I’m not sure how much reader control a wovel will actually give. It didn’t seem to me that the choice at the end of the first segment would necessarily impact the plot to a large extent, but this was only the first installment.

So far, the story is about a drug-soaked teen who looks like she’s about to embark on some sort of noir/steampunk mystery quest. Pulpy, which can be a good thing. I’ll keep reading for now. I’m curious to see how the (possibly false) sense of control affects the reading experience.

Flood of Fiction

I recently discovered QuasarDragon, an incredible blog that posts daily about free, legal fantasy and SF available online. It’s eclectic, including not only short fiction but serials, audio, art, and more. It’s extremely comprehensive. I think this is a great service–though it reminds me how much great stuff I’m missing because there just isn’t time in the day.

Things To Do While Playing Legends of Zork

I’ve never been much for audio formats, mostly because I’m never sure when to listen to them. For a long time I’ve known there are good literature podcasts out there (regular shows featuring audio performances of fiction). I spend a lot of time reading on paper or on a screen during my commute and at home, however, and so, while I like podcasts, I’ve never found a good way to incorporate them into my routine. I like to listen to something while cleaning, but a podcast takes more attention than I can usually afford while doing something else.

And so, I’m proud to announce that I’ve finally found the way into podcasts: I’ve started listening to them while playing Legends of Zork. My character in this browser-based dungeon crawler, Nehana, is upwards of level 40 at this point, and, to maintain my position on the leaderboard, I must do a fair amount of grinding (For the uninitiated, “the grind” is time spent in an online roleplaying game mechanically killing monsters or collecting treasure. Think of it as a synonym for “paying your dues”). At this level, I don’t make decisions very often. I have long periods of grinding before I can buy the next super-awesome spell I want.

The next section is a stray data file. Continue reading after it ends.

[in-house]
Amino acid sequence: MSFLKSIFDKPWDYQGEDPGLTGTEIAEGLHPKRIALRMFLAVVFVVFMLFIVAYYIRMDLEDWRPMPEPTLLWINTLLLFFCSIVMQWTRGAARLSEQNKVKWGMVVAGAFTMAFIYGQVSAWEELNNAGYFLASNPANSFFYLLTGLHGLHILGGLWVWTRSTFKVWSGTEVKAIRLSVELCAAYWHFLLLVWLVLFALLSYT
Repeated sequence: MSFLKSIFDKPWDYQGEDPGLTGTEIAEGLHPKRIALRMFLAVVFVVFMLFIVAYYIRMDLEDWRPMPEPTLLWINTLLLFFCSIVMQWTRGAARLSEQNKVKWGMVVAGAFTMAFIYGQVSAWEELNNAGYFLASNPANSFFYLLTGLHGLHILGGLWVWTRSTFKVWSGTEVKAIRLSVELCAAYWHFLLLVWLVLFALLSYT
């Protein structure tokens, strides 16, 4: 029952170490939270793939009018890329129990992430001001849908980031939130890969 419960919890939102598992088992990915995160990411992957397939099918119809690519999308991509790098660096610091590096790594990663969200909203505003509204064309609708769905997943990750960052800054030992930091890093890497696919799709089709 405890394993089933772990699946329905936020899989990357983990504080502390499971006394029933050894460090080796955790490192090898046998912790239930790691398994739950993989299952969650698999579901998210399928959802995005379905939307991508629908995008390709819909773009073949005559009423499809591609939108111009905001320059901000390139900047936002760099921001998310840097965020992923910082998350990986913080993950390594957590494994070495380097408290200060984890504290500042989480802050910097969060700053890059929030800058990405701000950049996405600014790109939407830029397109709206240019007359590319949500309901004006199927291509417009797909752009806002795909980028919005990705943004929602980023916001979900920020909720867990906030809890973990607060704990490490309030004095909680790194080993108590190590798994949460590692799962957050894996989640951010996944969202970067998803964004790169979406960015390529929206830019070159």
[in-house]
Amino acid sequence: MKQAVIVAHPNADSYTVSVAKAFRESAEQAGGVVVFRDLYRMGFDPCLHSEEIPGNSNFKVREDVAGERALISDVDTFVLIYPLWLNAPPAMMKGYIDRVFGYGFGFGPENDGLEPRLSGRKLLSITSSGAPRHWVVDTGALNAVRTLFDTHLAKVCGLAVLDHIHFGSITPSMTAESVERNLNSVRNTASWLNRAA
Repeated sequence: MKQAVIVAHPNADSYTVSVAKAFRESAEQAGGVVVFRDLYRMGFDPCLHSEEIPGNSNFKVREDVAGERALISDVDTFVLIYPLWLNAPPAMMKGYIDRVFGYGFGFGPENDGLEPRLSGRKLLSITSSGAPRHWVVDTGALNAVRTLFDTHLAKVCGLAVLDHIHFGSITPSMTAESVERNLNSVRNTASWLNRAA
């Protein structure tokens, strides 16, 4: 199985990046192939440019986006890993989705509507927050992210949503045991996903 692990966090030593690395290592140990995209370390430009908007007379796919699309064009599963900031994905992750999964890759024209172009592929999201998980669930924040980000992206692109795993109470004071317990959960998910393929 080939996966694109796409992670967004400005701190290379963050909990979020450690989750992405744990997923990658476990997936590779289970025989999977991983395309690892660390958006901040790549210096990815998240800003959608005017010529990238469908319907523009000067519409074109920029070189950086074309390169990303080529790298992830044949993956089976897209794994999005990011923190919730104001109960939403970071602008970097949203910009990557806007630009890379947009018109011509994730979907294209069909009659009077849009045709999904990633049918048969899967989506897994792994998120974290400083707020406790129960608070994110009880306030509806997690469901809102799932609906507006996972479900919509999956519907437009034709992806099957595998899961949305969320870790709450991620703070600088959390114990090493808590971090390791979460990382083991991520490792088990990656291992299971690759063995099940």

I’ve found some good ones, and I thought I would share the list with you. I’m sure this will be too basic for anyone who’s already into the form, but I think these are good starting places for any n00b. (And, speaking of n00bs, if you’re new to LOZ and want help getting started, feel free to friend me on the site–I’m happy to do what I can).

Escape Pod — science fiction short stories, both full-length and flash fiction

PodCastle — fantasy short stories, both full-length and flash fiction

PseudoPod — horror short stories, both full-length and flash fiction

The Drabblecast — weird fiction (each episode includes a 100-word drabble and a full-length story)

New Yorker: Fiction — I don’t always listen to or read genre fiction, and this podcast is interesting because one New Yorker author selects and reads a short story by another New Yorker author and then discusses it. It’s good for those interested in hearing about how stories get crafted.

If you don’t know how this works, there are good descriptions on most of these sites. The short version, however, is that in most cases you can listen straight from the sites, download stories to your computer and then to an mp3 player, or subscribe through iTunes.

I’m interested in any suggestions you might have for good literature podcasts, too — feel free to leave them in the comments.